Does Spraying a Dog or Cat With Water Work? Nope, training your dog by spraying it with water does not work. When working with dog training clients, trainers have witnessed some who spray their puppies for mouthing, yet their arms are covered in scratches. Spraying the dog with water was not helping.
#2 Associate a Word or Noise with the Water Spray
It’s helpful to associate the word “NO” or another word/noise with the use of the water spray. The water itself is meant to surprise the dog and get his attention to stop the bad behavior. Most dogs won’t like it.
Each time you spray the dog with water, you should have a command you use to let the dog know he is doing something wrong.
The goal is to train him to the point he won’t need a water bottle. Your command of “NO” (or whatever other noise/word) will eventually take the place of the water spray. You’ll be able to command the dog with your voice and be able to get his attention without the spray.
So to recap, first, you need to associate the negative behavior with getting sprayed with water. Then you need to associate a word or sound with getting sprayed with water.
#3 When Another Training Method is Being Used
Spraying a dog with water is not the only obedience training method. It should be used on its own, though. I would caution against using too many tools and techniques together.
For example, if you are using a dog collar to limit the number of times your dog barks (which I am somewhat against), it won’t help spray him with water when he barks on top of the collar.
If you are going to use this technique, I’d make sure it’s the only one you are using to address the behavior.
Let me ask you this: if you were at the mall with a small child and the child said to you, “That man is really scary”, should you tell the child to “shut up” and encourage them to get closer to the scary man? Essentially what you’re doing to the dog is punishing them for their feelings, which doesn’t help them feel any better. You’re not teaching them that other dogs aren’t scary, you’re actually adding to the problem. They’re already likely feeling stress and now on top of that, they’re learning to be afraid of you – especially when you have a spray bottle. There are 8 rules to follow if you want to punish behaviors successfully. One of those rules states that the punishment shouldn’t be associated with you. This really is impossible if you’re the one holding the spray bottle and it’s even worse if you just show them the spray bottle as a threat to stop behavior. Another rule states, timing is critical – you must deliver the punishment within a half second of the behavior you want to stop. When you think about these two rules I just mentioned, how is a spray bottle going to effectively change behavior?
My choice for training is to teach my learner what I would like them to do, instead of focusing on stopping unwanted behavior. I control the environment so that they can’t practice the unwanted behavior. I also set up the environment so they are likely to choose a desirable behavior that I can then reinforce. I take small steps to reach my goal, only moving forward when I’m getting a high success rate and take a step back when my learner is struggling. This creates very little stress on my learner and increases their level of trust in me. When I’m done, I have a learner who will happily choose to do what I want, because that behavior has a history of positive reinforcement. When working with dogs that have issues with other dogs, my goal is to change the way they feel about other dogs. This is best done through a positive association with other dogs, which can’t be done using punishment. I want my fearful dog to see other dogs and think good thoughts, not fear punishment such as getting sprayed in the face or shocked. Using positive reinforcement (R+) I can successfully change how my dog feels when it sees other dogs.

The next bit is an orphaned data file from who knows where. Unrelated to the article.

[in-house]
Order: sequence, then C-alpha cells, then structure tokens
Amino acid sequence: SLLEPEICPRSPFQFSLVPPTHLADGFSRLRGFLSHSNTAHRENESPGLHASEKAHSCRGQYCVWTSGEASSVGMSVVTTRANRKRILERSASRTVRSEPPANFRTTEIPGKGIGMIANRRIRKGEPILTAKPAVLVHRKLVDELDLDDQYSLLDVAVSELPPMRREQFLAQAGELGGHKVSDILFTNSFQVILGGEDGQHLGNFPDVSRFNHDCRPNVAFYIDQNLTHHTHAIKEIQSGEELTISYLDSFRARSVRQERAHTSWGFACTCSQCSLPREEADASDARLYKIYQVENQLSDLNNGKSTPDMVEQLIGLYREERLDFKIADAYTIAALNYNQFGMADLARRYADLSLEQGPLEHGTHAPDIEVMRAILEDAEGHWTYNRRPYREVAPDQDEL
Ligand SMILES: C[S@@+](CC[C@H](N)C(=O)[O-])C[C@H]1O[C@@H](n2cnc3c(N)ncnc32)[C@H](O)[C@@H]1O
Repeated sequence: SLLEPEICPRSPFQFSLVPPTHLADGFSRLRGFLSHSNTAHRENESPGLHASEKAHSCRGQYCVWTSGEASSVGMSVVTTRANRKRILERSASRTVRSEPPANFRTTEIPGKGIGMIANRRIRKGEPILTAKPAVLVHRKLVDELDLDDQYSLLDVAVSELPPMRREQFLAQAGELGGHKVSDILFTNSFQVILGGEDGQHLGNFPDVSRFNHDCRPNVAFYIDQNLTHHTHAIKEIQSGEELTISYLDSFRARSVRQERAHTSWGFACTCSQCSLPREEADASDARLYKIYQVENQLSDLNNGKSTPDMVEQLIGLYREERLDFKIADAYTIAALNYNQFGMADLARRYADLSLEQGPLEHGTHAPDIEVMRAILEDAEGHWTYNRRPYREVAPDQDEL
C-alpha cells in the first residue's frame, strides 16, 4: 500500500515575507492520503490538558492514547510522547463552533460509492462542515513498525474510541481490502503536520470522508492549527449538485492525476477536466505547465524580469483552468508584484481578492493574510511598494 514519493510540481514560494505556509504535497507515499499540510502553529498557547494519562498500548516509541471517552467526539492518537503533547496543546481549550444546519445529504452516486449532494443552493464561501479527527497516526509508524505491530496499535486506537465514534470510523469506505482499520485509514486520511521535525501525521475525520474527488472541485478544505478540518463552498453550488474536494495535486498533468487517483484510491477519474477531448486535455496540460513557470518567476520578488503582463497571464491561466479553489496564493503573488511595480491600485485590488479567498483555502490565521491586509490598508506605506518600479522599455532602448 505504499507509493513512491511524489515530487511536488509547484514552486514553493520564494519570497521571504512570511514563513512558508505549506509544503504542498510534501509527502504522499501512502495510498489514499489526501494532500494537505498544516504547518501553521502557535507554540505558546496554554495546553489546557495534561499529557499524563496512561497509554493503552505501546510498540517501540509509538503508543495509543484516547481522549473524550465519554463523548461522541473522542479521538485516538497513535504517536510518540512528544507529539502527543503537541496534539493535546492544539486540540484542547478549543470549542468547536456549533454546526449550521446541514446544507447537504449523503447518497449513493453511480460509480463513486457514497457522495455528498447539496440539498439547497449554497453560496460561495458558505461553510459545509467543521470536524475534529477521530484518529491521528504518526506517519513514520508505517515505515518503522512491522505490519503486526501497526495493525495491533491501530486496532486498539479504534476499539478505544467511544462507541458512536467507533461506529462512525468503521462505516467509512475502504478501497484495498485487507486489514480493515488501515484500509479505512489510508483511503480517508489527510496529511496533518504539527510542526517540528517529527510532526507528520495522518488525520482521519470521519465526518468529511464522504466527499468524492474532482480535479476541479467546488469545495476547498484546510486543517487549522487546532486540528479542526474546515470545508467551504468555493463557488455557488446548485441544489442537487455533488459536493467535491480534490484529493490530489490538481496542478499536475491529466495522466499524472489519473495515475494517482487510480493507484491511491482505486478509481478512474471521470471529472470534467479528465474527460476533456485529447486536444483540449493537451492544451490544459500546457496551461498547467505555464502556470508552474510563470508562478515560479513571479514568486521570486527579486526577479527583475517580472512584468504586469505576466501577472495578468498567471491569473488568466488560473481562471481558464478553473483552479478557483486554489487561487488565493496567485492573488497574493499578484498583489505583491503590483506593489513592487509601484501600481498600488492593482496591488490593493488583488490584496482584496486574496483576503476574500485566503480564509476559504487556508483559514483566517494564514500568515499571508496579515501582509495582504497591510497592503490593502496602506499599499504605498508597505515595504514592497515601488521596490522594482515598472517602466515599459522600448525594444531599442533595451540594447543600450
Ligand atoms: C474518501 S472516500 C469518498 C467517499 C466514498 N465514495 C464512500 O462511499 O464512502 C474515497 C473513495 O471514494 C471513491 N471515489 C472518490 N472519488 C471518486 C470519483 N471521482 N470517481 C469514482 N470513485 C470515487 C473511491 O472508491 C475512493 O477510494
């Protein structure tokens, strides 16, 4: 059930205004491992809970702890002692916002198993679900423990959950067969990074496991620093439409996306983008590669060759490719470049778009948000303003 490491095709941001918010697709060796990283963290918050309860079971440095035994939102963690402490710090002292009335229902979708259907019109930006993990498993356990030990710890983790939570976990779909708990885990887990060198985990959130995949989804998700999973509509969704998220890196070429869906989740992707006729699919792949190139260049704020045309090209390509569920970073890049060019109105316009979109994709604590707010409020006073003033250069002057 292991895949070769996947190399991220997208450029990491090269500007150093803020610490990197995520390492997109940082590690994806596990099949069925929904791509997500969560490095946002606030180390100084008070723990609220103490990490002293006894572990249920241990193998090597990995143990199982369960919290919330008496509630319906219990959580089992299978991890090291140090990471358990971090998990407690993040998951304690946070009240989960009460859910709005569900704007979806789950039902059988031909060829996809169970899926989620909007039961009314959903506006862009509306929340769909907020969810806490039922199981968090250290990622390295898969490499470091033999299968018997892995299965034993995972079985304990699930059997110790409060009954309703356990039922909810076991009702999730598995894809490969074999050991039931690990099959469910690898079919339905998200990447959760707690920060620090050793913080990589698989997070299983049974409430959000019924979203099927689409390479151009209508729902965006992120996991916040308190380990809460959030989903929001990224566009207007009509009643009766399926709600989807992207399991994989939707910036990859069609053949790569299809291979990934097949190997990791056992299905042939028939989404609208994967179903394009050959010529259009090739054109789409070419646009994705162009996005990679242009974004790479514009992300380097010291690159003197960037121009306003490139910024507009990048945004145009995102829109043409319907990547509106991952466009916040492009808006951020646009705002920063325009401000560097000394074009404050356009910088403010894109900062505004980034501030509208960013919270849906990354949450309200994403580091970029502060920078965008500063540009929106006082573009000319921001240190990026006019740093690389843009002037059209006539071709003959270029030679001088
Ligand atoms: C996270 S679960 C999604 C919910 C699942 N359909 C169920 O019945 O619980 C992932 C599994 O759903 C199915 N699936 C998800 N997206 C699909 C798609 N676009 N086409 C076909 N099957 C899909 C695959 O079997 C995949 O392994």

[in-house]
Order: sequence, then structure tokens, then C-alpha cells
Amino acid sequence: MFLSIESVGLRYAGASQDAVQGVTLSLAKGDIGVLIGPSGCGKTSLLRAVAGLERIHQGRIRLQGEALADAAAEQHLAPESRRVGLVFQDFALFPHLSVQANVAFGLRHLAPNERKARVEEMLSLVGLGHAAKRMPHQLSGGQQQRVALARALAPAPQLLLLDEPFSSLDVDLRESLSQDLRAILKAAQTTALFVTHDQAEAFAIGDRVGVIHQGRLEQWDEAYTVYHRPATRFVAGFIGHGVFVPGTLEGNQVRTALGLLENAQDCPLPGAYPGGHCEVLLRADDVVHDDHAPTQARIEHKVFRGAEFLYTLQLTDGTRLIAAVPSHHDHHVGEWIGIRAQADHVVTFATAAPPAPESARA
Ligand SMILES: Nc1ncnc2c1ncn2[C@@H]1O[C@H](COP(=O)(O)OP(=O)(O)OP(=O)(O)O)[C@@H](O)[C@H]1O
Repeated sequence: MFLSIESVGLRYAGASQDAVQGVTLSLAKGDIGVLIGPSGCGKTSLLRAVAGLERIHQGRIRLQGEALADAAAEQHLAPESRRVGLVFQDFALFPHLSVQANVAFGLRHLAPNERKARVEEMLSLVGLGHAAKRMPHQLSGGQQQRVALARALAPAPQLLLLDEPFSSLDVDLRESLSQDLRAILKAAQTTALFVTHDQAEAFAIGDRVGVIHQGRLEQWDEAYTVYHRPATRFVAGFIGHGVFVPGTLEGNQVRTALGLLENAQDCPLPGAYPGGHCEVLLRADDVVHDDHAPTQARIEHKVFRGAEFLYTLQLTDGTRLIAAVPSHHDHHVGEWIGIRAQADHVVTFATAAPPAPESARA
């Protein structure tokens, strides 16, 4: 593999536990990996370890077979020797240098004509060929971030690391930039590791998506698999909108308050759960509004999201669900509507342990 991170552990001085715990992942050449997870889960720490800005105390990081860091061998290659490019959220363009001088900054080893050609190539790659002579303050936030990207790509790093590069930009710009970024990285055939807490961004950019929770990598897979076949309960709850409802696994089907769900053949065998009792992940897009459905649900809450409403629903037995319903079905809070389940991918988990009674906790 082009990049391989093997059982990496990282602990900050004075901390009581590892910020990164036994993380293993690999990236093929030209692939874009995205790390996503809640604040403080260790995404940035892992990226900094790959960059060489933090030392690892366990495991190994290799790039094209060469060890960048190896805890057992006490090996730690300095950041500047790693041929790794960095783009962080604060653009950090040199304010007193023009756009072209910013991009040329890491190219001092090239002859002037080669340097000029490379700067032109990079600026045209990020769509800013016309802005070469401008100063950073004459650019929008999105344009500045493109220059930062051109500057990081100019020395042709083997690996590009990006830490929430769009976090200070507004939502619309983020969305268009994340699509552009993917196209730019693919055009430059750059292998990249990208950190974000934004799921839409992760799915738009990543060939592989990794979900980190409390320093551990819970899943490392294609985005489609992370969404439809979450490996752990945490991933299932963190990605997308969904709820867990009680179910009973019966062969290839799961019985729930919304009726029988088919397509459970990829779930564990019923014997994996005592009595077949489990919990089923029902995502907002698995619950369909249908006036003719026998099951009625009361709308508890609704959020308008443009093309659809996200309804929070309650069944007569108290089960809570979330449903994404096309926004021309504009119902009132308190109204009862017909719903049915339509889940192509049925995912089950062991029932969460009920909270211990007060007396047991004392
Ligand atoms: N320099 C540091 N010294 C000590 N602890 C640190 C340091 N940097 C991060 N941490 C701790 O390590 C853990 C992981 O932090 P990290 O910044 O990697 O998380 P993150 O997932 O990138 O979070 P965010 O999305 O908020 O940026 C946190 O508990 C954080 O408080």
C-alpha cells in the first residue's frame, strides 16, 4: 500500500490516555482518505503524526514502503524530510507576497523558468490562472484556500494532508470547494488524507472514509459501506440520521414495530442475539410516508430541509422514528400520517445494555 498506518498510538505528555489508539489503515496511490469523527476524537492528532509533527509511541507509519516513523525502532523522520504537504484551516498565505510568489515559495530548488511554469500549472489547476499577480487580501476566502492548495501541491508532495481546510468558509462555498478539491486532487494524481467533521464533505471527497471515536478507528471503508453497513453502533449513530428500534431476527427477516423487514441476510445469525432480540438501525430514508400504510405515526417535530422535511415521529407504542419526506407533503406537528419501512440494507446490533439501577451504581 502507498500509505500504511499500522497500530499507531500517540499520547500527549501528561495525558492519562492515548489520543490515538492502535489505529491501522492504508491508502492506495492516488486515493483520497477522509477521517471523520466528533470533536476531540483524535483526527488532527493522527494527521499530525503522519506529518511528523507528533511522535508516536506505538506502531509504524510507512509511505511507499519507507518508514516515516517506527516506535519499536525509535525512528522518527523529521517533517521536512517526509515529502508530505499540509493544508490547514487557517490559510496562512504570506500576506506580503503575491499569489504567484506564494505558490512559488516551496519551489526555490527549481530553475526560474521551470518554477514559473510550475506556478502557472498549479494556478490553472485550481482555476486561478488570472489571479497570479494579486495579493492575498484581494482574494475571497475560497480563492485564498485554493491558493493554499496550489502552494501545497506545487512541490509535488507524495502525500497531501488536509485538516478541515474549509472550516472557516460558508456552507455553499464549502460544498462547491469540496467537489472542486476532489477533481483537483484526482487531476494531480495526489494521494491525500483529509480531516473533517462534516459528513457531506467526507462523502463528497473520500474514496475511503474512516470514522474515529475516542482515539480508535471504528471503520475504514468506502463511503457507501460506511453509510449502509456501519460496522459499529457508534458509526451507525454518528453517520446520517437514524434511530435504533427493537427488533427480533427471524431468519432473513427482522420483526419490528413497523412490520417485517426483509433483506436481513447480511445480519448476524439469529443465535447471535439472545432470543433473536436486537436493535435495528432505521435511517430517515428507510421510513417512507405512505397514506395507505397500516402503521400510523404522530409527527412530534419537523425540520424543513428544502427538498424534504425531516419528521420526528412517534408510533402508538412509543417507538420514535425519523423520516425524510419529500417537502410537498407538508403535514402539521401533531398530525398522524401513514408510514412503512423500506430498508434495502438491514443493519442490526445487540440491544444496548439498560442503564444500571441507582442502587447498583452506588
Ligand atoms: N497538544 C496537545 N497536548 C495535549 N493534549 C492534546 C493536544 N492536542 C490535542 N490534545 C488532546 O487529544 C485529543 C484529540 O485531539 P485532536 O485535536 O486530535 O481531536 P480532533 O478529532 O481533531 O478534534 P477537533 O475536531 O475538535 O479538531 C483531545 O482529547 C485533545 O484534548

The spray bottle falls into the same category as pinch collars (P+) as they are used to stop unwanted behavior. Let’s get into answering the above questions. At a seminar, one of my favorite trainer/teachers, Kathy Sdao, made a comparison between training and gardening. She asked, if a person who focused on stopping unwanted behavior in a dog was considered a dog trainer, would a person who killed weeds with poison be considered a gardener? It’s a very good analogy – the point is about focus. Are you focused on stopping unwanted behavior or teaching behavior you would like to see more often?
If you google, “spray bottle dog training,” you’ll find lots of products and articles telling you how great spray bottles are for training your dog. Noisemakers fall into the same category because they work basically the same way. But should this be referred to as training? What’s really happening when you use a tool to stop unwanted behavior? Is there a method that would work better?
The use of P+ has some drawbacks as it really doesn’t teach the animal what it is you want them to do, much like yelling “NO!” – it might stop the unwanted behavior, but it’s usually just a temporary fix. When we use punishment, science also teaches us that there is something called a punishment callous. This essentially means that the animal will get conditioned to the current level of punishment and it will stop working. Here’s a typical example if your focus is to stop pulling on a leash. You switch from a buckle collar to a choke chain collar to help your corrections become more effective, and then you move to a pinch collar when the choke chain is no longer working. After your dog becomes conditioned to the pinch collar you might move to a shock collar, some with 50 different levels of intensity. Or you could choose to do what one person did at a local “Love Your Pet” event, put TWO pinch collars on your dog.
Is it animal abuse to spray a dog with water?
Can I spray my dog with water to stop barking?